WelCom News
A newspaper for the Wellington and Palmerston North Catholic Dioceses

Catholic Education: Life-long growth



The importance of relationships: Reflecting on teaching

October 2014


Elizabeth Julian RSM

I’m an excellent teacher. I make connections. My experience, reflection and intuition over nearly 40 years have taught me that, primarily, teaching is about seeing, making, sustaining, and providing the conditions for connections.

These connections are between student and teacher, student and student, student and subject matter, teacher and subject matter, student and the world.

In other words, teaching is about the fostering of various relationships.
Professor Peter O’Connor wrote that research shows the biggest in-class influencing factor in student achievement is the quality of the student-teacher relationship (Dominion Post, 4 September 2014).

We all remember the teacher who cared. The New Zealand Bishops’ recent document The Catholic Education of School-Age Children is addressed first of all to parents.

It acknowledges ‘parents have the primary right and a serious obligation to educate their children’ (#10  p4).

However, the document does not discuss the faith formation needs of parents themselves.

Parents cannot teach what they do not know or cannot articulate. Catholic parents need to be theologically literate.

But, as adult learners parents are very complex. They are not big children.

They have different intellectual, spiritual and emotional needs, abilities, learning styles, values, faith commitments, experiences of Church, attitudes to learning, and prior experiences.

They come from different ethnic, cultural and socio-economic backgrounds. They need the utmost respect in all their diversity.
Working in the field of adult religious education, my task is about:

  • providing information (content);
  • enabling formation (bringing out that which is most God-like, and not moulding to a given pattern); and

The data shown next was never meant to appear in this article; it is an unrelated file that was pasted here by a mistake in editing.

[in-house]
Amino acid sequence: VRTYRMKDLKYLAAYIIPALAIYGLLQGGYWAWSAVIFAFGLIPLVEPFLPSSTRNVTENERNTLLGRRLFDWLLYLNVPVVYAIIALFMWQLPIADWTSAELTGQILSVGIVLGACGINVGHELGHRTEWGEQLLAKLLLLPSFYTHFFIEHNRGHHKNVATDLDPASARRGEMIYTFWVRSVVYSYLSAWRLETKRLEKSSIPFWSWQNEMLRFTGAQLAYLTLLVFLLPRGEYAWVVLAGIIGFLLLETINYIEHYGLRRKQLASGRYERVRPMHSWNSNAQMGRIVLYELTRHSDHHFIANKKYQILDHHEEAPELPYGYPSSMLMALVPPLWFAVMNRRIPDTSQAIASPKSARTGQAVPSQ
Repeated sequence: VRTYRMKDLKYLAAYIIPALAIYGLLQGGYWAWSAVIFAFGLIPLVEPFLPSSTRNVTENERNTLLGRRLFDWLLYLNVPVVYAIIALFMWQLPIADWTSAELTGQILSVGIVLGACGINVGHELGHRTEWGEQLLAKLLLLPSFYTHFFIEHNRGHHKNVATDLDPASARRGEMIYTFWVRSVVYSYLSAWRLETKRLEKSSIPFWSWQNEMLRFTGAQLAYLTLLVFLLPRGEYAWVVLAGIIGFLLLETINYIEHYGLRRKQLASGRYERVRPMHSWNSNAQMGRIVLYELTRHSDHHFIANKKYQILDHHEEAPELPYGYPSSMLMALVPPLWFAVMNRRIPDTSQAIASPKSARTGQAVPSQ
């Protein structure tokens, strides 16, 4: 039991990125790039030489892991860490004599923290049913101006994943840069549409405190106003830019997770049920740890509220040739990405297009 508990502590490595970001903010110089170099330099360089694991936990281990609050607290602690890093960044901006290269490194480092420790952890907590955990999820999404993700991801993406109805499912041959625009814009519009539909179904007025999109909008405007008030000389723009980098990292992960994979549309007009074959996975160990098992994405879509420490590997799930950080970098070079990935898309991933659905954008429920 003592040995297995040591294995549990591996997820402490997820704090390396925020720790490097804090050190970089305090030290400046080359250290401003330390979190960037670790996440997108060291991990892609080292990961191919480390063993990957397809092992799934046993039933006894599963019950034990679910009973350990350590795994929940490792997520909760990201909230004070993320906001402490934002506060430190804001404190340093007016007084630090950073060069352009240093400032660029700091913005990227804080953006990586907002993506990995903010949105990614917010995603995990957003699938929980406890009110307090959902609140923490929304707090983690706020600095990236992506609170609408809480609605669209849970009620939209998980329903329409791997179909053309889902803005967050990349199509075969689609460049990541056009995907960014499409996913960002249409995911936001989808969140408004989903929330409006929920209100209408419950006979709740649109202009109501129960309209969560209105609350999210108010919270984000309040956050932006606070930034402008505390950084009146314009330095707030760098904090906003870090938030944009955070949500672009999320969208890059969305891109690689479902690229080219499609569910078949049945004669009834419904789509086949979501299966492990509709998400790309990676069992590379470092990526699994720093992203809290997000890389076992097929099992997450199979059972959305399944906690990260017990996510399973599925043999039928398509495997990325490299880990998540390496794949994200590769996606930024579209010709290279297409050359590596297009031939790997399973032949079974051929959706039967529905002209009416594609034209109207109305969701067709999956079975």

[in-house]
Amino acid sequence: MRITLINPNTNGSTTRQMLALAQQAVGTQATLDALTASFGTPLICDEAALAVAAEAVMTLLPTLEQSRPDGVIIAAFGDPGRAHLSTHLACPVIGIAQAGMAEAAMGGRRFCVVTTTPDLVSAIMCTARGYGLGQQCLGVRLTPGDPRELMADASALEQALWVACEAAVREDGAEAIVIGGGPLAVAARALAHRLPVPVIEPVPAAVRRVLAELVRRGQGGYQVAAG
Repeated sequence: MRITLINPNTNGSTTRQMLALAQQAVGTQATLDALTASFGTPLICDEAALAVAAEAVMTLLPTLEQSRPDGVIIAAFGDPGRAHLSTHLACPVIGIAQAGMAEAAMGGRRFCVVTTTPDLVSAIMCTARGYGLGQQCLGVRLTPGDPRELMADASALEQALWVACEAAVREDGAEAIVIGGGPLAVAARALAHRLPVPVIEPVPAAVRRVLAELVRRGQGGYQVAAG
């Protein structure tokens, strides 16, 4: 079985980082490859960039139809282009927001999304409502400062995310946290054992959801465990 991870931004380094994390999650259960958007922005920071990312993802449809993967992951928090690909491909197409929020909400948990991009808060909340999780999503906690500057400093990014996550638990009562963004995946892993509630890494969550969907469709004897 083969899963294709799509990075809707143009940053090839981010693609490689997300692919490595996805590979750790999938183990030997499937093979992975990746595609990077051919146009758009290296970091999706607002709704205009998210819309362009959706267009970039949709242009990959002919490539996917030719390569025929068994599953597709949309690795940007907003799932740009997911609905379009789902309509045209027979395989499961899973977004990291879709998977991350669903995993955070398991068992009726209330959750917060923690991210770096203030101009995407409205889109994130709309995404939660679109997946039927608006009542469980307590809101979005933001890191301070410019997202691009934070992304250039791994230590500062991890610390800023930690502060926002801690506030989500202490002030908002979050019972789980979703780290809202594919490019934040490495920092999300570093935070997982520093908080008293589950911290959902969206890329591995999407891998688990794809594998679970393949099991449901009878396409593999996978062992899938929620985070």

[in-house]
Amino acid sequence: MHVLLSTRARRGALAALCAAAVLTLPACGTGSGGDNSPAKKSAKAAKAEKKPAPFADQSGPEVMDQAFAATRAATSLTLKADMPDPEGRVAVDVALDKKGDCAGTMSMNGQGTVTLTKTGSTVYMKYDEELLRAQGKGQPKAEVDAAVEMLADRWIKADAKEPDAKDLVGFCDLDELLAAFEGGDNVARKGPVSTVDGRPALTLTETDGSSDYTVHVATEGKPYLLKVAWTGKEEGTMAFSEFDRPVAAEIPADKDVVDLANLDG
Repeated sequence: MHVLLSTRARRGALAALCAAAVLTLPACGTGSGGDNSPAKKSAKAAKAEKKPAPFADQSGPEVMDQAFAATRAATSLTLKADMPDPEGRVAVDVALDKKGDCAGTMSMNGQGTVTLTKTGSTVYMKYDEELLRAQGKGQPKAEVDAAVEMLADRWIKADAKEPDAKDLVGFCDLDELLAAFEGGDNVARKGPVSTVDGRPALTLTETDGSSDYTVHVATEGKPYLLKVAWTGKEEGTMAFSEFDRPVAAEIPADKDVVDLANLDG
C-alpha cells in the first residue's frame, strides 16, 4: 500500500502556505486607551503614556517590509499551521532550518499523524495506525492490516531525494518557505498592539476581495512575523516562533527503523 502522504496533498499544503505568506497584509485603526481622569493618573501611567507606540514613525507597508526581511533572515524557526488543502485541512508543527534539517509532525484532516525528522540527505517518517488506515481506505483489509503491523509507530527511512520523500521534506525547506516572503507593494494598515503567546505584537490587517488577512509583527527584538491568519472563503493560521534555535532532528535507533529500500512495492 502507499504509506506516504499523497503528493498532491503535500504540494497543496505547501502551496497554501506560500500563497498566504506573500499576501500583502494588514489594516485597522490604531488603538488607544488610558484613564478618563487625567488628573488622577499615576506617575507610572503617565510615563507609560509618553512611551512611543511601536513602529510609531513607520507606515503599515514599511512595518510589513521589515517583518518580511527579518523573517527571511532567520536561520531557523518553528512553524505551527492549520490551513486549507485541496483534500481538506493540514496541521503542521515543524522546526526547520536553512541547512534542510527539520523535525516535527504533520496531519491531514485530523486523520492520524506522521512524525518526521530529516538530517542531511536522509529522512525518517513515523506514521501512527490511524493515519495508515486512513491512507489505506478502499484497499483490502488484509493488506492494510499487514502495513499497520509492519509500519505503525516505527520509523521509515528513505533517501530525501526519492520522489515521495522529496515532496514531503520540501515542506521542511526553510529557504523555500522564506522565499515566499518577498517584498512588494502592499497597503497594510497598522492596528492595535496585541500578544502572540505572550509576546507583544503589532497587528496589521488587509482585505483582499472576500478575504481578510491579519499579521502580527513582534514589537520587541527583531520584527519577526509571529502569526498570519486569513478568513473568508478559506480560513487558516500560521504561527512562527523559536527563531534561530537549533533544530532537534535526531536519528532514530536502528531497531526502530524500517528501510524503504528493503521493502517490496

• ultimately facilitating, transformation.

For a long time I have been captured by [American Professor of practical theology] Dr Mary C Boys’ definition of religious education as ‘the making accessible of the traditions of the religious community and the making manifest of the intrinsic connection between traditions and transformation’ (1989, p. 209).

Boys cites a host of activities to describe what she means by making accessible: to erect bridges; to make metaphors; to build highways; to provide introductions and commentaries; to translate foreign terms; to remove barriers; to make maps; to demolish blockages; to demonstrate effects; to energise and sustain participation; and to be hospitable.

At various times I am an expert, facilitator, midwife, comforter, animator, advocate, adviser, lecturer. My task is one of making connections for adults to the Christian Story in all its richness.

Teaching is an art and a craft concerned with making knowledge and wisdom accessible. It is about enabling learners to make knowledge their own, that is, to appropriate it critically.

I do this in various ways by awakening new ideas, broadening horizons, examining assumptions, offering alternative points of view.

Teaching is best learned by doing it reflectively and engaging in analysis of it. It demands imagination, knowledge, extensive know-how, enthusiasm, passion, perseverance, prayer, commitment, optimism and a sense of humour.

Like adult learners themselves, the learning process is very complex. Both children and adults learn because they are taught.

This can happen formally, informally, non-formally and incidentally.
Adult learners in a formal educational setting need time to reflect and process the ideas presented in class, in the discussions and in the reading material.

Parents who have had opportunities for adult faith formation are much better equipped to share in their task of helping schools communicate Christ and form Christ in the lives of others (#11, p5).

Therefore, addressing parents’ faith-formation needs may help address the Bishops’ high priority question of ‘why young people are emerging from our Catholic schools without having formed a committed relationship with Christ’ (#38, p10).

Dr Elizabeth Julian rsm, is a Lecturer and Distance Learning Education Co-ordinator for the Catholic Institute of Aotearoa New Zealand.